Deception is an essential element of Shakespearean drama, whether it be tragedy, history, or comedy. The deception can be destructive or benign; it can be practiced on others or, just as likely, self-inflicted. On occasion deception becomes the very foundation of a play, as is the case with Twelfth Night, Othello, and, most notably, Hamlet. The following introduction to the many instances of deception in Hamlet will help you plan your own essay on the broader topic of how this important theme relates to the play on the whole. Hamlet 1) Hamlet's madness is an act of deception, concocted to draw attention away from his suspicious activities as he tries to gather evidence against Claudius.
Shakespeare’s Hamlet has and intricate plot formed by the characters and themes throughout it. One major idea is Hamlet’s changing sanity, which fluctuates through the play as a performance and as a true madness. The other main theme which develops the play is the act of vengeance, with the delay and doubt that accompanies it. These themes, along with dramatic devices and the characters in the plot, add to the textual integrity of the play. There is a duality to the character of Hamlet, as his madness changes from a performance to true insanity throughout the play.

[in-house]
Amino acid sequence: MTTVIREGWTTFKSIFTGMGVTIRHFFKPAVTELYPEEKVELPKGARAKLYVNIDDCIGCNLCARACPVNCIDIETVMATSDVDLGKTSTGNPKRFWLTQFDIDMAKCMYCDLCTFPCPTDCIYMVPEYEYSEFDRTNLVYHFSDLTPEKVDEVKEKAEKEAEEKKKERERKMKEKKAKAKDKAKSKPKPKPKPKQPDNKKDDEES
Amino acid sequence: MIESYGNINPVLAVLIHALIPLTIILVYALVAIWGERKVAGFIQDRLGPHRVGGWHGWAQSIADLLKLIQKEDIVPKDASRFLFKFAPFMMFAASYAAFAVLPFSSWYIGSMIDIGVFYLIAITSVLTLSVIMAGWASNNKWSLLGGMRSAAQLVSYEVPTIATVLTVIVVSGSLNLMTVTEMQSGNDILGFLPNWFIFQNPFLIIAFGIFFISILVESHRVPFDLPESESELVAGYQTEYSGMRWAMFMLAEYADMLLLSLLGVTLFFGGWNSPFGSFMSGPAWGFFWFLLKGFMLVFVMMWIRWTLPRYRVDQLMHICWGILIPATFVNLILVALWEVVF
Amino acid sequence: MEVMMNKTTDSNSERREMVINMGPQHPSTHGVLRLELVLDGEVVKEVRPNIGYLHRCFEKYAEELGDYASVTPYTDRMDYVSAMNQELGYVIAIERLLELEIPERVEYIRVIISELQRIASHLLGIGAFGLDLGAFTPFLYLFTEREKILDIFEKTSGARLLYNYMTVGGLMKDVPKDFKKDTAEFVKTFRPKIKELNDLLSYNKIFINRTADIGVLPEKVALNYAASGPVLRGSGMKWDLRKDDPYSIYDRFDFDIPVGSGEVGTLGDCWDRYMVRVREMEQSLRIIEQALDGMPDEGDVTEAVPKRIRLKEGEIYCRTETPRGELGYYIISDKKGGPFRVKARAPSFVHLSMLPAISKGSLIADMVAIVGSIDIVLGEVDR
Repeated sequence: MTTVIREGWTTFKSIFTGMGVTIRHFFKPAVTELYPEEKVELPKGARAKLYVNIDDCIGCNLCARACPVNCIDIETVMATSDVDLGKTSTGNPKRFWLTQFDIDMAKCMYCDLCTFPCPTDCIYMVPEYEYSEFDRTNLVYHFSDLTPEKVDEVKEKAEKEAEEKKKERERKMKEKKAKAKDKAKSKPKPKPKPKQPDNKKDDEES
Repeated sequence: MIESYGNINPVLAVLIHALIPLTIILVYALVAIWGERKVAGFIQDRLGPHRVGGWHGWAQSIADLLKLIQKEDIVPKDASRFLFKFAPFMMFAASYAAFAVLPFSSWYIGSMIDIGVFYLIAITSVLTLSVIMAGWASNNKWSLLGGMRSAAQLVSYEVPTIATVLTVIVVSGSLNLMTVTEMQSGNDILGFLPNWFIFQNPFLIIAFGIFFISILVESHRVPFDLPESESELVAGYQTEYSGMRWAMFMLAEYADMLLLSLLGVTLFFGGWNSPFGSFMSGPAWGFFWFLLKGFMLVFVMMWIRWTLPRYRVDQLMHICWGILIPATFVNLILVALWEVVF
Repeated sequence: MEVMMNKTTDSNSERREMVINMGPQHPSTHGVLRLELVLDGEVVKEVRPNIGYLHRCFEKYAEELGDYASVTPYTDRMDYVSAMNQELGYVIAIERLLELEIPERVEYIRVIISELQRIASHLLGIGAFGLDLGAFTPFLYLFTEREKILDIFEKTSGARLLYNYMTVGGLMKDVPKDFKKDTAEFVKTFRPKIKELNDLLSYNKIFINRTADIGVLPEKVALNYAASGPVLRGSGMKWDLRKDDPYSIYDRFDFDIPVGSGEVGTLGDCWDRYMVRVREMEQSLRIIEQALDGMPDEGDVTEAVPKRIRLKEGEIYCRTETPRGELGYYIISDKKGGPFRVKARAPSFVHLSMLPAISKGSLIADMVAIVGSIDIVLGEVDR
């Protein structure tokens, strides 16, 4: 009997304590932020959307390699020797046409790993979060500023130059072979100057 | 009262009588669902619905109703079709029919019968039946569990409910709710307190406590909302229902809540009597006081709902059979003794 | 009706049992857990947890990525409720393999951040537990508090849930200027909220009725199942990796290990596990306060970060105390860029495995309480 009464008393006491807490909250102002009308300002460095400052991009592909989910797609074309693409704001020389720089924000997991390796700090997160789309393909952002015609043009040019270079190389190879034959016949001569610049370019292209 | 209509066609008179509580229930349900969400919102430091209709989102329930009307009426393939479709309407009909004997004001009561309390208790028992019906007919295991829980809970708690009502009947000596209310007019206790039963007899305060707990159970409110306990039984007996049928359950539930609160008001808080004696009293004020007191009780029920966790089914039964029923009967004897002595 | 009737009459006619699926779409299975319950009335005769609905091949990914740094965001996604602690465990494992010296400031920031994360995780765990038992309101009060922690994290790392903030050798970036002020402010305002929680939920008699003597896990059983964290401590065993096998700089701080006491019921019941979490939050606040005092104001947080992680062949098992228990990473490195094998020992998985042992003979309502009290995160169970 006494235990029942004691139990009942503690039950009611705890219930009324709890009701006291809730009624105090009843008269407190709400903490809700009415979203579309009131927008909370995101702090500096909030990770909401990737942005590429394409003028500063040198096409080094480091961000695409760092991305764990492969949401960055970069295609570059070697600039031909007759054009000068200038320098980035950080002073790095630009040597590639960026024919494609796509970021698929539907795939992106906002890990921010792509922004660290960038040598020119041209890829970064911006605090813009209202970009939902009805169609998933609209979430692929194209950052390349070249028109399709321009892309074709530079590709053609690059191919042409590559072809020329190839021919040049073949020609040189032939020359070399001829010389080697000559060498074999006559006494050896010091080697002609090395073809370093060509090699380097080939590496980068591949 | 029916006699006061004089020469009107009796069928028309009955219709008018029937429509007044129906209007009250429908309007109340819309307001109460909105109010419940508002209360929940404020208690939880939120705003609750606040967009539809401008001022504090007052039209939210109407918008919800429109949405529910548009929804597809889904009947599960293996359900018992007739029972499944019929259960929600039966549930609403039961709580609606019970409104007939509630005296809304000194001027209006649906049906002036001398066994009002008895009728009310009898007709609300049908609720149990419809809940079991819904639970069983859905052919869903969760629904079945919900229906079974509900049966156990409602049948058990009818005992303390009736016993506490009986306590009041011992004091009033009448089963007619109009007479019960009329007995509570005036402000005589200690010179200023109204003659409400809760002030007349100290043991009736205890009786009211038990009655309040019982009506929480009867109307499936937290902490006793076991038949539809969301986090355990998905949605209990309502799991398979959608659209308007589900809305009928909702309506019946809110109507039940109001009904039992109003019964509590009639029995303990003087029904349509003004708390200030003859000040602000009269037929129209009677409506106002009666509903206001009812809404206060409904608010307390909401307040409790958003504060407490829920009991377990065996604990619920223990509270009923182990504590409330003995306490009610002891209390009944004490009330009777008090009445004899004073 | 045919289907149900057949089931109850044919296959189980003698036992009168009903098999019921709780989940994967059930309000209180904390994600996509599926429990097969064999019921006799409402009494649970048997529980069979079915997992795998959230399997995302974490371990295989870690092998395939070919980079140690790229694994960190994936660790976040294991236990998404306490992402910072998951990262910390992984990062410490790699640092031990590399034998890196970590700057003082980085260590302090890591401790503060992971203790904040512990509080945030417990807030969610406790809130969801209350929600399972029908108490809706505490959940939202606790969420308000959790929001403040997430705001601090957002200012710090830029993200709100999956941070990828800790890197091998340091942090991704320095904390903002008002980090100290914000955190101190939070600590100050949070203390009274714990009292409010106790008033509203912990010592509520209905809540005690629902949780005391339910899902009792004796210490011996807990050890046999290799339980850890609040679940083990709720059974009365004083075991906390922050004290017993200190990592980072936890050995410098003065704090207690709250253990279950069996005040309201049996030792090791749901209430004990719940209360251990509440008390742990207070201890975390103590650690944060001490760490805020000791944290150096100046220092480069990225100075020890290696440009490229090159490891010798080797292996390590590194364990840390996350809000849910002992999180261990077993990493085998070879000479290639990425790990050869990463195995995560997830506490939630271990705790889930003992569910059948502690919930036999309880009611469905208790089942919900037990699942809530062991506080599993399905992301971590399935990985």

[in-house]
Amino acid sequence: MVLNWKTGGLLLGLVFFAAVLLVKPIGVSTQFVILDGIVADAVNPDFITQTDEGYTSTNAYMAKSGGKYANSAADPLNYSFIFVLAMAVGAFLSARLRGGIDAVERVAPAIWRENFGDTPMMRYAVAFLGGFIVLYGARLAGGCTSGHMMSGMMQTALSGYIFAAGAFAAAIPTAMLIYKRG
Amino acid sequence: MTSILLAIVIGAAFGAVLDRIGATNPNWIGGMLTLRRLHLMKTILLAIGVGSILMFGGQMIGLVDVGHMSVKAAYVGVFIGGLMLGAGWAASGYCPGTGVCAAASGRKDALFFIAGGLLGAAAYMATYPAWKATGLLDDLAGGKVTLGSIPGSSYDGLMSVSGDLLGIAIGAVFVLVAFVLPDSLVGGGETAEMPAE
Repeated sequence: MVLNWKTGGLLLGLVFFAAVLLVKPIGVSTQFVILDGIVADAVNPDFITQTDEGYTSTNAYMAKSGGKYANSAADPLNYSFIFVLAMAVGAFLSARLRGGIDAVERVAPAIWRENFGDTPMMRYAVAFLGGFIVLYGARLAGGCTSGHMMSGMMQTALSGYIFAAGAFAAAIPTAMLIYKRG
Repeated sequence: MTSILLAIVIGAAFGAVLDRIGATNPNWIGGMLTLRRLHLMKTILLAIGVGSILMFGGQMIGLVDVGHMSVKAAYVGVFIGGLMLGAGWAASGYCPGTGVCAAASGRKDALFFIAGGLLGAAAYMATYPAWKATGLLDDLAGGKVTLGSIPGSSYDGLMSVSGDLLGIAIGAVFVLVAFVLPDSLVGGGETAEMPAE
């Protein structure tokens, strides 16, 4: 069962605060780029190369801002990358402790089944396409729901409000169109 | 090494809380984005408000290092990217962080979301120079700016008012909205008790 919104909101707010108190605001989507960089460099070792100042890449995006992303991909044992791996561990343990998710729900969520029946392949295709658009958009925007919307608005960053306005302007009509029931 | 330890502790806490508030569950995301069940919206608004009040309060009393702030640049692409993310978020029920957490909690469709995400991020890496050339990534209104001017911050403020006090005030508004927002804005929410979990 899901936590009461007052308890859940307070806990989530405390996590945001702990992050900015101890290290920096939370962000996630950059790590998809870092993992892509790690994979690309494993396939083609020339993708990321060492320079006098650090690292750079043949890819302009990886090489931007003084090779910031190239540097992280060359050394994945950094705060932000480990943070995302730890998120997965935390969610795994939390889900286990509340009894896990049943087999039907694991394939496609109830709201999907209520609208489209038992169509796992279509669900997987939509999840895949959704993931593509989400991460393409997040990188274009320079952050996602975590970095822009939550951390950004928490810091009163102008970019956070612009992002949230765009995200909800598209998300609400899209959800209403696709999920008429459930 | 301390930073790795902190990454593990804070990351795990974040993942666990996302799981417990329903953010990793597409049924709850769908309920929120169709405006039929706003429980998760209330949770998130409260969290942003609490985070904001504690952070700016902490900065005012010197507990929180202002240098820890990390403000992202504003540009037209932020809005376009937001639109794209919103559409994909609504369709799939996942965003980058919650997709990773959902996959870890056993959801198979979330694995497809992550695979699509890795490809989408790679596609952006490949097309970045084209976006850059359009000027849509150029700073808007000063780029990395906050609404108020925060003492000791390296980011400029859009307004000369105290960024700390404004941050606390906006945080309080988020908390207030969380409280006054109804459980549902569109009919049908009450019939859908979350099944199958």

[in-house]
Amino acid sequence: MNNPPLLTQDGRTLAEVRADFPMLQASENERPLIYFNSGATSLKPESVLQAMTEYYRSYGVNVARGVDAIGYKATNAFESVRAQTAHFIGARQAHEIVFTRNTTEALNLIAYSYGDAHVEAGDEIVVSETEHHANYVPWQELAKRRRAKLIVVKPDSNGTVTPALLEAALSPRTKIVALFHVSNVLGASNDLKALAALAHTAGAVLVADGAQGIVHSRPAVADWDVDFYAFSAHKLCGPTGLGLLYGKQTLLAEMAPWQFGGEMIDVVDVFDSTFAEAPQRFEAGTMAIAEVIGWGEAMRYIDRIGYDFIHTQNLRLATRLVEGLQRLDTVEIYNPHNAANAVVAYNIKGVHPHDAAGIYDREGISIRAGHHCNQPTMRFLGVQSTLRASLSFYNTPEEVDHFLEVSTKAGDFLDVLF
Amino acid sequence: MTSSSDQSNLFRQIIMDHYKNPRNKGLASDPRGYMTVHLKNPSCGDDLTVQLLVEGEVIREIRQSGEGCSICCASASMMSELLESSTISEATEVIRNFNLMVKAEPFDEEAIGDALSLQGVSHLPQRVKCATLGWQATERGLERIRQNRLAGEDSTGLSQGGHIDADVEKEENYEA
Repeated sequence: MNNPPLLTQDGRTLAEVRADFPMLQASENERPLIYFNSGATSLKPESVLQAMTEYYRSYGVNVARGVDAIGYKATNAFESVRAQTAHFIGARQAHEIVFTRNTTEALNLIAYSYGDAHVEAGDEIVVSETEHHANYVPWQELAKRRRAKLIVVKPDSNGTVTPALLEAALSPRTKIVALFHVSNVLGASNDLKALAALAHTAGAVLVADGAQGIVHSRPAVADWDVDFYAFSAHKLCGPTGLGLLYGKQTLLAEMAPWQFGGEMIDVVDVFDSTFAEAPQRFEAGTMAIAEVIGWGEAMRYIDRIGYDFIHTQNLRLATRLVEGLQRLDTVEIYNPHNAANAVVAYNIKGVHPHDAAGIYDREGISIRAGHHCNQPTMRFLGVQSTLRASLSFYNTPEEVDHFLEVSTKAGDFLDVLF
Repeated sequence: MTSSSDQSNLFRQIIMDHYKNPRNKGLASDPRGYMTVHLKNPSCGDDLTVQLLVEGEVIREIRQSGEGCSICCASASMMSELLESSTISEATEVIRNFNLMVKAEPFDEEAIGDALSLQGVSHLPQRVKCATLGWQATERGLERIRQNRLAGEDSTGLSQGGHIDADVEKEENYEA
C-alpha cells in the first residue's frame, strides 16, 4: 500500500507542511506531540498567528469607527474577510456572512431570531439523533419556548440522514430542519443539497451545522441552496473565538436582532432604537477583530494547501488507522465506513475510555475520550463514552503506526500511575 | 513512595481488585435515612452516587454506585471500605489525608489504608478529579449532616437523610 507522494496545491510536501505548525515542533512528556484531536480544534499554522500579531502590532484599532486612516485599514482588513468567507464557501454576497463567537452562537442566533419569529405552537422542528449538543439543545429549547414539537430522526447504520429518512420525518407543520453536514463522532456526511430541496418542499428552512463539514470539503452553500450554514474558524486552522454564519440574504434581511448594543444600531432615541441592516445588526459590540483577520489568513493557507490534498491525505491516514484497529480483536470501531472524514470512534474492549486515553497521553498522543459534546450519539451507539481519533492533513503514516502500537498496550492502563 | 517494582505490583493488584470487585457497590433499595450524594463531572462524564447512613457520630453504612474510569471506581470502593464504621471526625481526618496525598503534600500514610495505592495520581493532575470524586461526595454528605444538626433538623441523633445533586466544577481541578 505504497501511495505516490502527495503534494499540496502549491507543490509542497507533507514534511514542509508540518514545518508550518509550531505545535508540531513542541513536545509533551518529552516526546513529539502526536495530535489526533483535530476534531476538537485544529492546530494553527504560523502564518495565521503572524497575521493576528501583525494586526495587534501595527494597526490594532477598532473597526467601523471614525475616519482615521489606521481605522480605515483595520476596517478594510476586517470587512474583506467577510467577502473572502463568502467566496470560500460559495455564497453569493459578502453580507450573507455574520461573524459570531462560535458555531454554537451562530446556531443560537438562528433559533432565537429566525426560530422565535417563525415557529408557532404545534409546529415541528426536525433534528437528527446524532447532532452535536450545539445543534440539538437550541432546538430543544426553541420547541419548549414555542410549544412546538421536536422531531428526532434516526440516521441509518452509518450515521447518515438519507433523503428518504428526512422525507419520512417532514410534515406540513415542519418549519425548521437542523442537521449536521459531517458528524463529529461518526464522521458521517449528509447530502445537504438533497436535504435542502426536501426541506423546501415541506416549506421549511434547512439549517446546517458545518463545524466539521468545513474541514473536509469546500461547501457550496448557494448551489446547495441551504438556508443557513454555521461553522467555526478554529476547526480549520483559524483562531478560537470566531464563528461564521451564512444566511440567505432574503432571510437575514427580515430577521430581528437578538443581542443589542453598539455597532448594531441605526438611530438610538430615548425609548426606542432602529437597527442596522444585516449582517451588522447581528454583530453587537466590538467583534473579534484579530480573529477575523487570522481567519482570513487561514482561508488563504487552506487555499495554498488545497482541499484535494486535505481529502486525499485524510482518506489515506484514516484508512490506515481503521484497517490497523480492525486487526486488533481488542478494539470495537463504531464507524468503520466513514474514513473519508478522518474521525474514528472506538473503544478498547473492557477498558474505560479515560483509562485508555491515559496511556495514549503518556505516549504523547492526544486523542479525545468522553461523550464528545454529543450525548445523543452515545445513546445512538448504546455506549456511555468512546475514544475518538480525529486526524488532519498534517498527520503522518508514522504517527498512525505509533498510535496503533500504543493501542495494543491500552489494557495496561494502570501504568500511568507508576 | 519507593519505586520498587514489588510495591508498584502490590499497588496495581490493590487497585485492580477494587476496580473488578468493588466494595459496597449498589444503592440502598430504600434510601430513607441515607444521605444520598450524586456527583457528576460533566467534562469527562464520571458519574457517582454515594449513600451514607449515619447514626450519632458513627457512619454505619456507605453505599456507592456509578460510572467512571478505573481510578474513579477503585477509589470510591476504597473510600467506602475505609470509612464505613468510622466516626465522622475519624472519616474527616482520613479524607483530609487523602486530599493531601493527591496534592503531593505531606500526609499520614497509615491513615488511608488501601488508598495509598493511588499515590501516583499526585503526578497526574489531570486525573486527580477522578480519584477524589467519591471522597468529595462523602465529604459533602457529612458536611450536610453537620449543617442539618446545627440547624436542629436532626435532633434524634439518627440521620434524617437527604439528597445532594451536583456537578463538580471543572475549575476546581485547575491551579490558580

“I am not what I am” (Othello, 1.1.64) What role does deception play in both tragedies studied? Discuss this question focusing Othello as your principal text, and using The Duchess of Malfi and a third text of your choice (as agreed with your teacher) to develop further your points and argument. The significance of the role of deception in Othello and in The Duchess of Malfi is nonpareil to any other theme within the plays. There are different degrees of deception present in both of the plays, the most prominent example within Othello being how Iago manages to deceive Othello and convince him of his innocent wife’s infidelity whilst possessing no evidence. Similarly in The Duchess of Malfi, when the Duchess’ attempt to deceive her brothers and conceal her marriage leads to her death.